It's a very sad day in the market when I can send out an Alert at 9:48 that pretty much lays out the whole day's action (move up to 2.5%, pullback to 2%, failure there leading to 1.25% finish). In fact, my comment to members was: "the closer we get to yesterday's highs, the more nervous I am that we get about a 2% pullback on profit taking so don't be the last person to take gains off the table!" We had one mother of stick save into the close but all it did was get us back to my levels so now we'll see if part tow of my prediction pans out and we fall all the way back to test yesterday's lows again on the GDP and Jobs data.
We are still overbought and the VIX certainly isn't complacent at 42.25 but the buyers still are as Da Boyz sell the hell out of the markets from noon until 2 then start buying again for an hour and then have CNBC tell the retail investors that the sell-off was all because Tim Geithner "accidentally" said that a global currency wasn't a terrible idea. Good comedy is all about timing and teamwork. Geithner floated his one-liner during a Foreign Relations Council meeting and the dollar went into free-fall – that was the set-up. Then, after the damage was done, his long-time comedy partner (they both worked in Clinton's Treasury) and now Fund manager, Roger Altman, pretended to be a regular member of the audience so they could close the conference with this zinger:
"I'd like to ask one final question, in effect on behalf of the market," said Altman, "Let me ask the question this way. Do you see any change over the foreseeable future in the basic role of the dollar as the world's key reserve currency?" Geithner responded: "I think the dollar remains the world's dominant reserve currency." See, all better! Not since the great comedy team of Rice and Bush have we had a policy duo that could keep the audience turning in circles like this trying to figure out what the hell they are saying.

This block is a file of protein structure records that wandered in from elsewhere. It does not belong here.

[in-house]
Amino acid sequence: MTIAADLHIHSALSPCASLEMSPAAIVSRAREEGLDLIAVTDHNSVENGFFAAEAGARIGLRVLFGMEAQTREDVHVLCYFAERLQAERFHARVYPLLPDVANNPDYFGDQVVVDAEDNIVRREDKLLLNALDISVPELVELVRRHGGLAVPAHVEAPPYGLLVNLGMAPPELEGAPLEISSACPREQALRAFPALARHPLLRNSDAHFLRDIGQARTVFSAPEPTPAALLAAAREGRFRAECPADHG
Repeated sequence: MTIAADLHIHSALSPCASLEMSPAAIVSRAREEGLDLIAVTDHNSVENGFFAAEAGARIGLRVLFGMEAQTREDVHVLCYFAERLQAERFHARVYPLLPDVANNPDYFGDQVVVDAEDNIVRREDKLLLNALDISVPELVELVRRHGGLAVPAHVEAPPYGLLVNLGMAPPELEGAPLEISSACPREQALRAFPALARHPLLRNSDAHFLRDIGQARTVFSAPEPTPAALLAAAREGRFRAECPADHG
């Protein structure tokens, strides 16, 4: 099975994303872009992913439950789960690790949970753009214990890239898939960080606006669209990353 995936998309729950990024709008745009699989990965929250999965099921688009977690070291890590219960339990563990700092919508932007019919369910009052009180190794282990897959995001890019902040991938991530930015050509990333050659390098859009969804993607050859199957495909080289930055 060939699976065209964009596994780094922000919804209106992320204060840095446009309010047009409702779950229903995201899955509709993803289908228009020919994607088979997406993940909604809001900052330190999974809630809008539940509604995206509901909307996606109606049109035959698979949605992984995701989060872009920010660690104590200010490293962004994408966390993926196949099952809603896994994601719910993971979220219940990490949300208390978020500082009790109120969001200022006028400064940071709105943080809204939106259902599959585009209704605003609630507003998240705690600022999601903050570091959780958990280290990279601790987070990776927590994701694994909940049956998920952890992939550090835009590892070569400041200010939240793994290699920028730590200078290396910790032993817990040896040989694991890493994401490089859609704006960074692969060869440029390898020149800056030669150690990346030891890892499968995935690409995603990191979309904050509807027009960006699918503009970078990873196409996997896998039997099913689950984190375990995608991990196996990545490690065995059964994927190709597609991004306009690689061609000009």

If you thought the markets were jacked up at the end of the day, you should see the pump job they did on the futures once the markets closed. The Dow was driven all the way up to 7,794 at 2:45 am in a buying frenzy of dozens of contracts while the S&P peaked out at about 822 as literally hundreds of traders must have wanted to buy calls at that price at 2:45 in the morning US time ahead of the GDP and Jobs data. Why would someone want to waste 2% buying fairly iliquid S&P futures 8 hours ahead of the US open? Mainly they want to do it when they intend to dump S&P shares into the open so the higher they can push the open, the better. This is almost a daily occurrence on the NYMEX, where you can buy almost every day at 1:30 and sell the next morning for a profit.